In his article (A Tie That Felt Like A Triumph, Oct. 22). Douglas S. Looney makes much of the Texas Longhorns' determination, their big hearts and their total dedication. Frankly, I'm more impressed with their luck and their gifts from the officials.
To my mind, the game had very few highlights, with one exception: the Oklahoma defense, which Looney all but ignored. Holding Texas's exalted offense to a mere 96 yards rushing failed to earn the Sooners more than a couple of paragraphs in Looney's glorification of the Longhorns.
All this aside, I can accept the fact that the game ended in a tie, but please don't expect us Sooner fans to accept the injustice and humiliation of being ranked behind the Longhorns in your Top 20 poll (FOOTBALL'S WEEK, Oct. 22).
The deciding factor in the game was not the Longhorns' determination. It was the incredibly poor officiating. Coach Barry Switzer had every right to complain that Oklahoma was robbed.
Texas, not Oklahoma, is the team that needs to look elsewhere for inspiration. The Longhorns showed a complete lack of intestinal fortitude by not going for the win.
Burns Flat, Okla.
ONLY ONCE TIED
In FOOTBALL'S WEEK (Oct. 15), N. Brooks Clark quoted Florida State coach Bobby Bowden after the 17-17 tie with Memphis State as never having been "so happy with a tie game" in his life. I find that quite interesting, because in more than 24 years of college coaching Bowden had never before been involved in a tie.
THE ROAR OF '84
As a Tiger fanatic and one who was at the ol' ball park for Game 5, I want to thank Steve Wulf for his magnificent account of the Tigers' World Series victory ( Detroit Jumped All Over 'Em, Oct. 22). Most of all, I want to thank Wulf for his lead. It gave me a chill up my spine and perfectly described the feeling I had watching that little white ball rocket out to rightfield. This issue of SI will become part of my memory box of programs, buttons, ticket stubs and newspaper clippings about The Roar of '84.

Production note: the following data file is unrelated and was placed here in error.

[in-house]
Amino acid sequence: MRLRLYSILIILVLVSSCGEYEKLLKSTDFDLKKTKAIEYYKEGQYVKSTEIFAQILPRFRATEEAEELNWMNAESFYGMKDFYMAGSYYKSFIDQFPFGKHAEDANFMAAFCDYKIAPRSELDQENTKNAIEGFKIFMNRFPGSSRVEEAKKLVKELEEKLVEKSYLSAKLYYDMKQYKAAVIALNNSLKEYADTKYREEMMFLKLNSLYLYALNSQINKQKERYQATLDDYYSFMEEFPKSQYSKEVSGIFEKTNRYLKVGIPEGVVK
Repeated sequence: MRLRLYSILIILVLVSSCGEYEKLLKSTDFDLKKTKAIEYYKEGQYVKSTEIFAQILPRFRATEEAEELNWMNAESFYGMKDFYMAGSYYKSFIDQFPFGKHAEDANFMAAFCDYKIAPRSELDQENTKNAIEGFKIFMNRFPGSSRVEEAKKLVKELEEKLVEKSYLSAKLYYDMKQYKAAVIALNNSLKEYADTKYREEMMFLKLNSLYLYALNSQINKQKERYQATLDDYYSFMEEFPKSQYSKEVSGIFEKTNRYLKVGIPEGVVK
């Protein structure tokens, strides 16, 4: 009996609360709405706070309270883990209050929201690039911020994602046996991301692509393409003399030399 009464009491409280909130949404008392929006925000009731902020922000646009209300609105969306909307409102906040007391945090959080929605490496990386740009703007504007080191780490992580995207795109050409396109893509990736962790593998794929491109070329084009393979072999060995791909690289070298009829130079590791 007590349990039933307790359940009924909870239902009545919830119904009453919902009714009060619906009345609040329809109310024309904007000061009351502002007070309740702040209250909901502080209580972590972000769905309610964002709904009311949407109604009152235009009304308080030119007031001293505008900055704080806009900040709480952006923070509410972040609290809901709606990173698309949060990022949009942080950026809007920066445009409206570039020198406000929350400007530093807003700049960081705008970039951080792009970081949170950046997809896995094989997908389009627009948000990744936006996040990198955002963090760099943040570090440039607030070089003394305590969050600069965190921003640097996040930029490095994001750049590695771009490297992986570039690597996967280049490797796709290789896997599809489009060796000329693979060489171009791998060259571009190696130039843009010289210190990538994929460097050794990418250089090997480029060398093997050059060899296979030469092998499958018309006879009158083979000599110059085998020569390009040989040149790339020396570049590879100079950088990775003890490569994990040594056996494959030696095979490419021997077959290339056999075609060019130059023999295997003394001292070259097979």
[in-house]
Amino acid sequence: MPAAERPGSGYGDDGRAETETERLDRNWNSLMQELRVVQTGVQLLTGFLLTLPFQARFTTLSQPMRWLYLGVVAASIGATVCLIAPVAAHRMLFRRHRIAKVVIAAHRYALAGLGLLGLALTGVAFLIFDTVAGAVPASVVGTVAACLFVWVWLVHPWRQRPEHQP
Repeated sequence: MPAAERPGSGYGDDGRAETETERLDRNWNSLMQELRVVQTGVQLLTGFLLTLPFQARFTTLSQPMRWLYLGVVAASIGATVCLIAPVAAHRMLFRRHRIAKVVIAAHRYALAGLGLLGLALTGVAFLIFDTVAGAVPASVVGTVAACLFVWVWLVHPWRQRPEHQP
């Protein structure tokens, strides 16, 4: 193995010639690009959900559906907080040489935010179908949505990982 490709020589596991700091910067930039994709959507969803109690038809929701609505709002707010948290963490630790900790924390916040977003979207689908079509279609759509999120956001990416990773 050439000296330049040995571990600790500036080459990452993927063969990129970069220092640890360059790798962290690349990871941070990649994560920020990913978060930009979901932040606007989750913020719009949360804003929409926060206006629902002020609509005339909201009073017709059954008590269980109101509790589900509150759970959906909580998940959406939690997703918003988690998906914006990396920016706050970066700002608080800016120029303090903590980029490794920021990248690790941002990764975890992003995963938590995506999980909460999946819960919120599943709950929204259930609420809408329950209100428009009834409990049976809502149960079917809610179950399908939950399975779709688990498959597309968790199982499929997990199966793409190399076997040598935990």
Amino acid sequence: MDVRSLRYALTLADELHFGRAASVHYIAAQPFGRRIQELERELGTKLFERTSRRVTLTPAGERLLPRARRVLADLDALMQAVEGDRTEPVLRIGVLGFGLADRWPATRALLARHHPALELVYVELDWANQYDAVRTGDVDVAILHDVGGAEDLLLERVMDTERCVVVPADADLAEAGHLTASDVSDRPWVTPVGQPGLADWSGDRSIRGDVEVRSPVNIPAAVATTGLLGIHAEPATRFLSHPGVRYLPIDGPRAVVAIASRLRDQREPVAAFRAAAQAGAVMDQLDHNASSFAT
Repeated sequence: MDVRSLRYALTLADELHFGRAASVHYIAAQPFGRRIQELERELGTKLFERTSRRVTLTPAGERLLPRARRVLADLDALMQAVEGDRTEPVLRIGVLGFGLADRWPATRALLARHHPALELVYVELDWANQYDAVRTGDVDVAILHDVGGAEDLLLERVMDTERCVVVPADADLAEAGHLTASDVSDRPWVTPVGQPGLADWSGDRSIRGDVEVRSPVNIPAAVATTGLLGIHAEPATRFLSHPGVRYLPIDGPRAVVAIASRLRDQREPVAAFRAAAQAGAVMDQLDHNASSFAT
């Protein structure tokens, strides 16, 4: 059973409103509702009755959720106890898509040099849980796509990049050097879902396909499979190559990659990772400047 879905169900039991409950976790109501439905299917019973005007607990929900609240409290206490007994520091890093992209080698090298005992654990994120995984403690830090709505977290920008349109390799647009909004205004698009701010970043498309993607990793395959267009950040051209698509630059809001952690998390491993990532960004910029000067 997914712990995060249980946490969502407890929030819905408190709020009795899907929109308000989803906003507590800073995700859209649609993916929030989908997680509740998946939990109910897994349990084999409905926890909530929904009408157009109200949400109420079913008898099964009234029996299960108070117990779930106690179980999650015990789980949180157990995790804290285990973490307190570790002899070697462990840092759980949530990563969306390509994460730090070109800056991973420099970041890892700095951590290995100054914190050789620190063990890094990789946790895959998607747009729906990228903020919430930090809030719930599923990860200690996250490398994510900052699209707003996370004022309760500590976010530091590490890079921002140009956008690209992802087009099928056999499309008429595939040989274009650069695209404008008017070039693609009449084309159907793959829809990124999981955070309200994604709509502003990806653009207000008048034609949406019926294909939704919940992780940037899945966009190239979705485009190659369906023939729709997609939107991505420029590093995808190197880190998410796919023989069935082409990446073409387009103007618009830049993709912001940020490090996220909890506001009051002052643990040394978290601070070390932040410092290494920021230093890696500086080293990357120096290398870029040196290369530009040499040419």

How about Sparky Anderson and his gang for Sportsmen of the Year? I realize that Mary Lou Retton, Bill Johnson and the other Olympians were great, but the Tigers' going wire to wire with such dominance was remarkable.
F. PATRICK DEVINE
I enjoyed John Underwood's story (He'll Tackle Anything, Oct. 22) on Randy White. His dedication to football and his team is something not found in many players. After attending games at Texas Stadium and seeing him in action, I have to agree with a sign I saw posted at the stadium during the preseason: RANDY, WHY ASK FOR $800,000 WHEN YOU'RE WORTH A MILLION?
John Underwood says it was "interceptions and offensive misplays that opened the door for the Redskins" in their game against the Cowboys on Oct. 14. It wasn't the Dallas offense that John Riggins ran through for 165 yards, mostly up the middle where the league's greatest fisherman hangs his hook. Next time you do a feature article on the best defensive tackle in the NFL, do it on Washington's Dave Butz, a major reason for offensive misplays.
CHRISTOPHER A. MCCARTHY
Falls Church, Va.